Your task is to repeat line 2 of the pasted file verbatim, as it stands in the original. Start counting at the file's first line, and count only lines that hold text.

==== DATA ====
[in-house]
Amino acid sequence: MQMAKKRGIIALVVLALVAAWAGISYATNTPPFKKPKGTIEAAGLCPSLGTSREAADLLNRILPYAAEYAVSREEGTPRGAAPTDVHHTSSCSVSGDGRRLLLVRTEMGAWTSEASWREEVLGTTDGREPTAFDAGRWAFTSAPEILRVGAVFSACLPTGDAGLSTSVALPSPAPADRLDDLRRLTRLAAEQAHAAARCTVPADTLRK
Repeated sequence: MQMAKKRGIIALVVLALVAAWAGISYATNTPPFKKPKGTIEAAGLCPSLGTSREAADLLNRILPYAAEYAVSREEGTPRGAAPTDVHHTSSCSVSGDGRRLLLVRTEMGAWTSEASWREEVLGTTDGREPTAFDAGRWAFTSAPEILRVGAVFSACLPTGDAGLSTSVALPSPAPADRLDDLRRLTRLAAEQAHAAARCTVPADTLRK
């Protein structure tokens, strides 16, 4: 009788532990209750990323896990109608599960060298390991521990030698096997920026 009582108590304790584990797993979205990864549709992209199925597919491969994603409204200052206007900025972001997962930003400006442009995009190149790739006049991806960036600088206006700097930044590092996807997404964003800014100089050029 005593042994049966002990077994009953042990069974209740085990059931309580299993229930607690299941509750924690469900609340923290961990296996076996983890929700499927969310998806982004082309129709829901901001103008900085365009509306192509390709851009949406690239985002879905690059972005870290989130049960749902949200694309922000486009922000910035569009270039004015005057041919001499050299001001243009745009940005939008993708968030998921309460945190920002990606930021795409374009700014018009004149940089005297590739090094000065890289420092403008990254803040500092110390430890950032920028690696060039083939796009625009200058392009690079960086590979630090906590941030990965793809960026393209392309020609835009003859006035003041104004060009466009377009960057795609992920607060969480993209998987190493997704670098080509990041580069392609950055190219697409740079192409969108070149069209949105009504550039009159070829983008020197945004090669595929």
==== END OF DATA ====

Amino acid sequence: MQMAKKRGIIALVVLALVAAWAGISYATNTPPFKKPKGTIEAAGLCPSLGTSREAADLLNRILPYAAEYAVSREEGTPRGAAPTDVHHTSSCSVSGDGRRLLLVRTEMGAWTSEASWREEVLGTTDGREPTAFDAGRWAFTSAPEILRVGAVFSACLPTGDAGLSTSVALPSPAPADRLDDLRRLTRLAAEQAHAAARCTVPADTLRK